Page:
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Teenage cyber hacker Adam Mudd jailed for global attacks

25th April 2017
Posted by BBC Essex News

Teenage cyber hacker Adam Mudd jailed for global attacks

Adam MuddImage copyright

Image caption

Adam Mudd pleaded guilty to computer offences at an earlier hearing

A computer hacker has been jailed for two years for masterminding global online attacks as a teenager from his bedroom in Hertfordshire.

Adam Mudd, now 20, admitted creating malware in 2013 which was used to carry out 1.7 million cyber attacks.

Among the victims were gaming websites including Minecraft, Xbox Live and the fantasy game Runescape, the Old Bailey heard.

Judge Michael Topolski said Mudd "knew full well this was not a game".

Protection payments

Mudd, who has autism, will serve his sentence in a young offenders institution.

The judge said he could not suspend the jail term because he needed the sentence to be a "real" deterrent to others.

Mudd was 16 when he developed a programme called Titanium Stresser, the court heard. He set it up using a false name and an address in Manchester.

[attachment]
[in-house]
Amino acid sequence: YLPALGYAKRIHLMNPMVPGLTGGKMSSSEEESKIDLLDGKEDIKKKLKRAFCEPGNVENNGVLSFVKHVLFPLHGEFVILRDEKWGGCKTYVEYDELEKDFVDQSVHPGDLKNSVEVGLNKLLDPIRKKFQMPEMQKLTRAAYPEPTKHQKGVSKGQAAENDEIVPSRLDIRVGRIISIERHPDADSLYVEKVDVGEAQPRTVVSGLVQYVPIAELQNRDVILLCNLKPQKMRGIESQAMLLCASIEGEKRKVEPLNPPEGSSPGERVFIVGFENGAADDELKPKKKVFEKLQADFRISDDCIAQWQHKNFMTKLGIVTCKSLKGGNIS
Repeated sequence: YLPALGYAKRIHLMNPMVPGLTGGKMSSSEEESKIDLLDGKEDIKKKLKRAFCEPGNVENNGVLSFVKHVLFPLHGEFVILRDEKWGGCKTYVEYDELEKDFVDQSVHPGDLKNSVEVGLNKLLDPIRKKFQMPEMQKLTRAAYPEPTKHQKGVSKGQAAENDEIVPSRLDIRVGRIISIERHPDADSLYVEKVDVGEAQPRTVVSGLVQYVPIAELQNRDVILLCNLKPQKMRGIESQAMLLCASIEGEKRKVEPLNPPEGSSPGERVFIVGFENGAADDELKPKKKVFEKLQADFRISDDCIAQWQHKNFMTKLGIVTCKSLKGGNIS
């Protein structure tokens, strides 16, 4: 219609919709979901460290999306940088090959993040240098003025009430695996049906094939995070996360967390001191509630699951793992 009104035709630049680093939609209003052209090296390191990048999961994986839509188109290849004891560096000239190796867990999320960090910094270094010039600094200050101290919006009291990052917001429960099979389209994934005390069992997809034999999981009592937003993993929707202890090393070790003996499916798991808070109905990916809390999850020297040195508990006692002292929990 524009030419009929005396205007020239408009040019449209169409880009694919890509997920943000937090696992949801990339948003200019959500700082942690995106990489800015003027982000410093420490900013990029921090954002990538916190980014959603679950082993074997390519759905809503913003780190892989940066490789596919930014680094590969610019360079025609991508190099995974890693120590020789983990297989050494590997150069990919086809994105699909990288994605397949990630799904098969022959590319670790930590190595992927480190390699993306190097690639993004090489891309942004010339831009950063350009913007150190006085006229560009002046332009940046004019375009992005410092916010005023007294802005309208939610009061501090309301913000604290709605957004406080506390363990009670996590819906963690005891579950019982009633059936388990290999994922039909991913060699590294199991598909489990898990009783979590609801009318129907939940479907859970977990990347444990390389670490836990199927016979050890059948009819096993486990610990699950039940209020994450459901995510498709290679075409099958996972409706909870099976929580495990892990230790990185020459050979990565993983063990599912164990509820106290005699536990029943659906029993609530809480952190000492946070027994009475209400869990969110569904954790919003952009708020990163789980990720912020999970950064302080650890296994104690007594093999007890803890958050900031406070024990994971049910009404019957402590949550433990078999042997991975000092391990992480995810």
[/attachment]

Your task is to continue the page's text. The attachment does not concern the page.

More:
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Media captionEXPLAINED: What is a DDoS attack?

It had 112,000 registered users, who in turn attacked 666,000 IP addresses globally.

The attacks, known as 'distributed denials of service', left companies paying millions to defend themselves against it.

The teenager earned more than £386,000 worth of US dollars and Bitcoins from selling the programme to international cyber criminals.

The Old Bailey heard that he also personally carried out 594 attacks, including one on West Herts College where he was studying computer science.

Mudd also targeted up to 70 schools and colleges, including the University of Cambridge, University of Essex and University of East Anglia, as well as local councils.

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Adam Mudd's software caused exactly the chaos he intended it to, the judge said

Police said that when he was arrested in March 2015, Mudd was in the bedroom of his home in King's Langley and refused to unlock his computer until his father intervened.

During sentencing Judge Topolski noted that Mudd came from a "perfectly respectable and caring family" but the effect of his crimes had caused damage "from Greenland to New Zealand and from Russia to Chile".

"I'm entirely satisfied that you knew full well and understood completely this was not a game for fun," he told Mudd.

"It was a serious money-making business and your software was doing exactly what you created it to do".

Original Article